What is NVME And How Does It Work?

Nonvolatile Memory Express or NVMe a brand new storage access and transport protocol for solid state drives or SSDs and flash drives, it allows to access high levels of throughput to communicate with memory, reducing input and output overhead and increasing read and write performance at drastically lower latency.

NVMe is a transfer protocol for fast connections between host computers and flash memory. It works like this:

Utilizing submission queues and doorbell registers, the host writes I/O commands and sends ready signals.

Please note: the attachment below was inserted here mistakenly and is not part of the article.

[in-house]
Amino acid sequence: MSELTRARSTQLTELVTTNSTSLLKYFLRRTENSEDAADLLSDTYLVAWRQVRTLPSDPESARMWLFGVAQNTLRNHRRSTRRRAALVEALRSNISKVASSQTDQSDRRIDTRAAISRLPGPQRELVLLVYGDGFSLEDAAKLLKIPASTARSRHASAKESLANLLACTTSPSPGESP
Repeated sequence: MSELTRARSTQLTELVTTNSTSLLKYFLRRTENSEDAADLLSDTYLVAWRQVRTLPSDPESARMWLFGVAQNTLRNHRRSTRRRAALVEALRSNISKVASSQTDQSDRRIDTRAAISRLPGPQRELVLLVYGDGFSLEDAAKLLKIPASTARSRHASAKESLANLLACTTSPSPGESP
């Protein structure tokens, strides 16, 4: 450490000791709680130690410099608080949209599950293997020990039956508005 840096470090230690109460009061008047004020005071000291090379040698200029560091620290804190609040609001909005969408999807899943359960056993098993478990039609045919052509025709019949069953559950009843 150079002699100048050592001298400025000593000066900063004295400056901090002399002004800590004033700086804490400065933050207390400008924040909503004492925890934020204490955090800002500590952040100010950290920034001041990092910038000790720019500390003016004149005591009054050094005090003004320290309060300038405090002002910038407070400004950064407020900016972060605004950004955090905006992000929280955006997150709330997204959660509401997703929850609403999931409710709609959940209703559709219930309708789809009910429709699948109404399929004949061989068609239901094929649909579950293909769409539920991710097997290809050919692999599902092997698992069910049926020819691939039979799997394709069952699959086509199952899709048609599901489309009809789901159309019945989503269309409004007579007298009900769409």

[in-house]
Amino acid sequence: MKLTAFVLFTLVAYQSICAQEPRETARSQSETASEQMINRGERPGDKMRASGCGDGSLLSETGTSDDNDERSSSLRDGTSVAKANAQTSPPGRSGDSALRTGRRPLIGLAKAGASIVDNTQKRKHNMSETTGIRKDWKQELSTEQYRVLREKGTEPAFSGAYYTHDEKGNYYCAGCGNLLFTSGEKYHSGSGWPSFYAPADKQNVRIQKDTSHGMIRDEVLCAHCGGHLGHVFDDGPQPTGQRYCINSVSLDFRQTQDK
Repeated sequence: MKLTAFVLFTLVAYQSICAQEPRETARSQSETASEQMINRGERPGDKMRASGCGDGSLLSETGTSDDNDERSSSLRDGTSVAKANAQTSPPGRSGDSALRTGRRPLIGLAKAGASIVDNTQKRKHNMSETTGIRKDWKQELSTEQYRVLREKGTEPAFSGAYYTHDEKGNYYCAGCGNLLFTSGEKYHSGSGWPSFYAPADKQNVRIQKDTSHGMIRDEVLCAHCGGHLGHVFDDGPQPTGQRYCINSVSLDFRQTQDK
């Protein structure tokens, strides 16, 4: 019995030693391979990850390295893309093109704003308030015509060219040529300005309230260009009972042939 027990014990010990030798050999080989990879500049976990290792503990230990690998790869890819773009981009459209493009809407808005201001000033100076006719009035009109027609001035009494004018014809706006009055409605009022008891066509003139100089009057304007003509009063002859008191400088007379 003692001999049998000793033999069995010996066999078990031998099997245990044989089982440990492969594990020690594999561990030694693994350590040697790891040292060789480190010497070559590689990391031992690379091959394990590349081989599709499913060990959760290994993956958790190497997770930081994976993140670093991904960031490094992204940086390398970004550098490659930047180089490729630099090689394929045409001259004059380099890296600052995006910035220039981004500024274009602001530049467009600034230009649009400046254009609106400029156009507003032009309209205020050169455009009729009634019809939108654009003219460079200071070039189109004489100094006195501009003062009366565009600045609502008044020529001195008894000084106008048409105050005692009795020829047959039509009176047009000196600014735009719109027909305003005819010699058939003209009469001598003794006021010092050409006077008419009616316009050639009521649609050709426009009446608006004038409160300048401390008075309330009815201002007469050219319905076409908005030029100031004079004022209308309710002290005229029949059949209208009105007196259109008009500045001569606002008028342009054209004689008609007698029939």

The I/O commands are retrieved, executed, and completion queues and an interrupt are sent back to the host by the NVMe controller.
The door register is reset and the host records the completion queues.

Consequently, NVMe’s overhead is significantly lower than that of conventional protocols like SAS and SATA. Additionally, it is optimized for non-uniform memory access (NUMA), making it possible to efficiently manage queues across multiple CPU cores.

In a nutshell, the NVMe specification takes advantage of NVMe’s rapid, parallel data paths without incurring the usual costs of translating NVMe commands.